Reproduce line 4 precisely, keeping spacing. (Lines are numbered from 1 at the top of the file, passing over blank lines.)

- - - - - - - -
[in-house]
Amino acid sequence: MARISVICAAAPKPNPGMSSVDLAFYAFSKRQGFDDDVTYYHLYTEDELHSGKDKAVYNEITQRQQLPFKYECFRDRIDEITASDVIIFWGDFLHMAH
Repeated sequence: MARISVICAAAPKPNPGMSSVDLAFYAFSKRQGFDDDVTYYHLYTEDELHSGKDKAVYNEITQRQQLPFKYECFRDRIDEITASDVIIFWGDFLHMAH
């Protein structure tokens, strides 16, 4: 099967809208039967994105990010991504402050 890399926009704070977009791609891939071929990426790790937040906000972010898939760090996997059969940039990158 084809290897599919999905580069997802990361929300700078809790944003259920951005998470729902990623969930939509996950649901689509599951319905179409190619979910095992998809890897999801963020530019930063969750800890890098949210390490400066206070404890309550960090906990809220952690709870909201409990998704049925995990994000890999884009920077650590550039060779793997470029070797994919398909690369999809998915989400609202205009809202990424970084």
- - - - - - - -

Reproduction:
């Protein structure tokens, strides 16, 4: 099967809208039967994105990010991504402050 890399926009704070977009791609891939071929990426790790937040906000972010898939760090996997059969940039990158 084809290897599919999905580069997802990361929300700078809790944003259920951005998470729902990623969930939509996950649901689509599951319905179409190619979910095992998809890897999801963020530019930063969750800890890098949210390490400066206070404890309550960090906990809220952690709870909201409990998704049925995990994000890999884009920077650590550039060779793997470029070797994919398909690369999809998915989400609202205009809202990424970084």